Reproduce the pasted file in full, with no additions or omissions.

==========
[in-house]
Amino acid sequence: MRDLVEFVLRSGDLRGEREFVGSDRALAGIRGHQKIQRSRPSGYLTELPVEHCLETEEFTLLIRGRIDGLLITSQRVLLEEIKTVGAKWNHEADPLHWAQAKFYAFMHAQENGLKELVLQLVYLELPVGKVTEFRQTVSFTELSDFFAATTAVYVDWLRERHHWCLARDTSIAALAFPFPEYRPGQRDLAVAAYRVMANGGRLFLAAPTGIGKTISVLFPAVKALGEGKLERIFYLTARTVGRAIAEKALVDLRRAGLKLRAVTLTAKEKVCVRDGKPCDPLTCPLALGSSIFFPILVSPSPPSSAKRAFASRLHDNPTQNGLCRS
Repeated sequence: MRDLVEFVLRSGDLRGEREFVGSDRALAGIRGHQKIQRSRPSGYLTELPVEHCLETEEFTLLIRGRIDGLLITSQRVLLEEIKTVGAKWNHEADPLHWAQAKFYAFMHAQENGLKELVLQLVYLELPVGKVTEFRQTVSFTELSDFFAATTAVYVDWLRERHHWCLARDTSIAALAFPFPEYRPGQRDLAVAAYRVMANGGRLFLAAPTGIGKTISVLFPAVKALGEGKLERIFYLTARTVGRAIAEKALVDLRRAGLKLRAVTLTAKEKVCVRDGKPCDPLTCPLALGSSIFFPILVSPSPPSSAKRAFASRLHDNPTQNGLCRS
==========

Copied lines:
[in-house]
Amino acid sequence: MRDLVEFVLRSGDLRGEREFVGSDRALAGIRGHQKIQRSRPSGYLTELPVEHCLETEEFTLLIRGRIDGLLITSQRVLLEEIKTVGAKWNHEADPLHWAQAKFYAFMHAQENGLKELVLQLVYLELPVGKVTEFRQTVSFTELSDFFAATTAVYVDWLRERHHWCLARDTSIAALAFPFPEYRPGQRDLAVAAYRVMANGGRLFLAAPTGIGKTISVLFPAVKALGEGKLERIFYLTARTVGRAIAEKALVDLRRAGLKLRAVTLTAKEKVCVRDGKPCDPLTCPLALGSSIFFPILVSPSPPSSAKRAFASRLHDNPTQNGLCRS
Repeated sequence: MRDLVEFVLRSGDLRGEREFVGSDRALAGIRGHQKIQRSRPSGYLTELPVEHCLETEEFTLLIRGRIDGLLITSQRVLLEEIKTVGAKWNHEADPLHWAQAKFYAFMHAQENGLKELVLQLVYLELPVGKVTEFRQTVSFTELSDFFAATTAVYVDWLRERHHWCLARDTSIAALAFPFPEYRPGQRDLAVAAYRVMANGGRLFLAAPTGIGKTISVLFPAVKALGEGKLERIFYLTARTVGRAIAEKALVDLRRAGLKLRAVTLTAKEKVCVRDGKPCDPLTCPLALGSSIFFPILVSPSPPSSAKRAFASRLHDNPTQNGLCRS